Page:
Born and raised in Toronto, Shiomi’s perspective as a Japanese Canadian figures prominently in his art and life. His parents were among the many Canadians of Japanese descent forced into internment camps during World War II; their experiences in the camp are a strong theme in many of his works. Shiomi graduated from the University of Toronto with a degree in history in 1970, received a teaching diploma from Simon Fraser University, and went on to travel the world, teaching in Japan and Hong Kong before returning to Canada, this time settling in Vancouver, British Columbia. In Vancouver, he helped organize the Powell Street Festival, edited a film designed to teach children about Japanese Canadian history, and became an active member of the Japanese Canadian Citizen’s Association, where he helped edit Inalienable Rice: A Chinese & Japanese Canadian Anthology(Chinese Canadian Writers Workshop, 1973). It was during this time he met playwrights David Henry Hwang and Philip Kan Gotanda, both of whom were influential in his artistic development.

Shiomi has helmed a variety of national projects, panels, conferences and festivals, including co-founding the Consortium of Asian American Theaters and Artists (CAATA), the national service organization for the Asian American theater community, where he served on the board from 2006 through 2014. He has served on many Minnesota State Arts Board, Theater Communications Group and NEA panels and in 2014 was awarded a Doris Duke grant in the Building Demand for the Arts program to work with InterAct Theater and Asian Arts Initiative to develop Asian American theater and audiences in Philadelphia. Another major field of artistic work for Shiomi is Mu Daiko, a taiko group within Mu Performing Arts which he established in 1997. He was the leader of Mu Daiko through 2010, training drummers, composing taiko music and directing annual performances at multiple venues in Minnesota.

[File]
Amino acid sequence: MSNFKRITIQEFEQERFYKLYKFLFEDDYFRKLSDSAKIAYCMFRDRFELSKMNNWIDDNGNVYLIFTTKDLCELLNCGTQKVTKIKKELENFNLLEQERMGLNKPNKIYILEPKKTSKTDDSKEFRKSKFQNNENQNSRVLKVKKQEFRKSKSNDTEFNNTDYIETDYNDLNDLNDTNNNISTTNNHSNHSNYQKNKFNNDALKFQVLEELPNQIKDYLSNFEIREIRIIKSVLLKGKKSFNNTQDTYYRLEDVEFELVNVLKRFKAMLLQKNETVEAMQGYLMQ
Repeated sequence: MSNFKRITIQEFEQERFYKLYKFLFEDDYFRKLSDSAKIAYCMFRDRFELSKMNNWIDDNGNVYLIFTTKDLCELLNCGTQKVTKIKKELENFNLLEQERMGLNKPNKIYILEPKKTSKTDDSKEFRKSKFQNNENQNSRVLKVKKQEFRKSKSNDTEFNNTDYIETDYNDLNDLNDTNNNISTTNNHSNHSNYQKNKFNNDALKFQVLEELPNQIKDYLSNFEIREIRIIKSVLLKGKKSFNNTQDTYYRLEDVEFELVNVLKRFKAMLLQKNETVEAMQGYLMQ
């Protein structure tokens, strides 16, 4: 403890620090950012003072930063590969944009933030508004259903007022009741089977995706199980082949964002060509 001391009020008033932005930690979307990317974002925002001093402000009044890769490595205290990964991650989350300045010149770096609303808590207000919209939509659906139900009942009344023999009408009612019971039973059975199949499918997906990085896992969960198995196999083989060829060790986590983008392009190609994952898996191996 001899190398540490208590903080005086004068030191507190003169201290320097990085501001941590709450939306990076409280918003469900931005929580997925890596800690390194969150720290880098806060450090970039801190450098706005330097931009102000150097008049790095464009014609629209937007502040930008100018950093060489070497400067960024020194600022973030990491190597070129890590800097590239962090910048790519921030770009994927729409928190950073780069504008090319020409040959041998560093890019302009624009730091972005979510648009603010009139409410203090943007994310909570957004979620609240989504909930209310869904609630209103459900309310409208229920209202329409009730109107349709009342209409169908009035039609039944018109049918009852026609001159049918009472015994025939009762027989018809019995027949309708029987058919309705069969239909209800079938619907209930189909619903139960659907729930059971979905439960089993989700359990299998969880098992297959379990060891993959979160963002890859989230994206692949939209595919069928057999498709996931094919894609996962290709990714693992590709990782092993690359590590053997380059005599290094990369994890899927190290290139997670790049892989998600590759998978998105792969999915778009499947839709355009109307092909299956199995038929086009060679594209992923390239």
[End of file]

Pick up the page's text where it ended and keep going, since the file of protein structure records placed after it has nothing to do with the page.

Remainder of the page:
The McKnight Distinguished Artist Award recognizes individuals who help lay the foundation for Minnesota’s rich cultural life. Despite opportunities to work elsewhere, they chose to stay — and by staying, they have made a difference. Previous recipients are composer Dominick Argento (1998), ceramic artist Warren MacKenzie (1999), writer Robert Bly (2000), choral conductor Dale Warland (2001), publisher Emilie Buchwald (2002), painter Mike Lynch (2003), orchestra conductor Stanislaw Skrowaczewski (2004), sculptor Judy Onofrio (2005), theater artist Lou Bellamy (2006), sculptor Kinji Akagawa (2007), writer Bill Holm (2008), theater artist Bain Boehlke (2009), sculptor Siah Armajani (2010), dance artist Ranee Ramaswamy (2011), poet John Caddy (2012), theater artist Wendy Lehr (2013), and theater artist Sandy Spieler (2014). McKnight will honor Shiomi at a private reception later this year.


The McKnight Foundation seeks to improve the quality of life for present and future generations. Founded in 1953 and independently endowed by William and Maude McKnight, the Minnesota-based Foundation had assets of approximately $2 billion and granted about $86 million in 2014. Of that total, over $9 million went to support working artists to create and contribute to vibrant communities, because Minnesota thrives when its artists thrive.

Na Eng, Communications Director, (612) 333-4220


Topic: Arts & Culture, The McKnight Distinguished Artist Award

May 2015